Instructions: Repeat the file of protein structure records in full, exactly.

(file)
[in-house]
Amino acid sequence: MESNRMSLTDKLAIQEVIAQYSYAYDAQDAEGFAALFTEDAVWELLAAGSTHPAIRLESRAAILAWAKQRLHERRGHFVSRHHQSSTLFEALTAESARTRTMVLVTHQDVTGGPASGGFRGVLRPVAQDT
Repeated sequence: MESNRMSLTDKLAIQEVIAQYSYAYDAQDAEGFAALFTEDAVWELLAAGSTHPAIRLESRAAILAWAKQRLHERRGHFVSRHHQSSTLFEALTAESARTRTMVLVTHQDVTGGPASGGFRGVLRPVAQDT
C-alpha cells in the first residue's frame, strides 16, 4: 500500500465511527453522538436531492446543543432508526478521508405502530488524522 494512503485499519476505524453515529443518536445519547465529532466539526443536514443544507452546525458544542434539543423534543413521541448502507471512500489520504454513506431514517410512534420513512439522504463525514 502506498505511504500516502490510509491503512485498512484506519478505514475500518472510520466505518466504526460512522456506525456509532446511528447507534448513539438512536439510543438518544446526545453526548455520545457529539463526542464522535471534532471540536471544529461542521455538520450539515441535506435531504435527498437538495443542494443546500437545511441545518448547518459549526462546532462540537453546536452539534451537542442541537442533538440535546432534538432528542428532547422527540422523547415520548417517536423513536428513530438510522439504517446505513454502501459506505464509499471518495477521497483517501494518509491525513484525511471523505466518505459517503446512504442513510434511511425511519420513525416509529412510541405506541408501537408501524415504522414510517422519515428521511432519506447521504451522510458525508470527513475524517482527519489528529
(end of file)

[in-house]
Amino acid sequence: MESNRMSLTDKLAIQEVIAQYSYAYDAQDAEGFAALFTEDAVWELLAAGSTHPAIRLESRAAILAWAKQRLHERRGHFVSRHHQSSTLFEALTAESARTRTMVLVTHQDVTGGPASGGFRGVLRPVAQDT
Repeated sequence: MESNRMSLTDKLAIQEVIAQYSYAYDAQDAEGFAALFTEDAVWELLAAGSTHPAIRLESRAAILAWAKQRLHERRGHFVSRHHQSSTLFEALTAESARTRTMVLVTHQDVTGGPASGGFRGVLRPVAQDT
C-alpha cells in the first residue's frame, strides 16, 4: 500500500465511527453522538436531492446543543432508526478521508405502530488524522 494512503485499519476505524453515529443518536445519547465529532466539526443536514443544507452546525458544542434539543423534543413521541448502507471512500489520504454513506431514517410512534420513512439522504463525514 502506498505511504500516502490510509491503512485498512484506519478505514475500518472510520466505518466504526460512522456506525456509532446511528447507534448513539438512536439510543438518544446526545453526548455520545457529539463526542464522535471534532471540536471544529461542521455538520450539515441535506435531504435527498437538495443542494443546500437545511441545518448547518459549526462546532462540537453546536452539534451537542442541537442533538440535546432534538432528542428532547422527540422523547415520548417517536423513536428513530438510522439504517446505513454502501459506505464509499471518495477521497483517501494518509491525513484525511471523505466518505459517503446512504442513510434511511425511519420513525416509529412510541405506541408501537408501524415504522414510517422519515428521511432519506447521504451522510458525508470527513475524517482527519489528529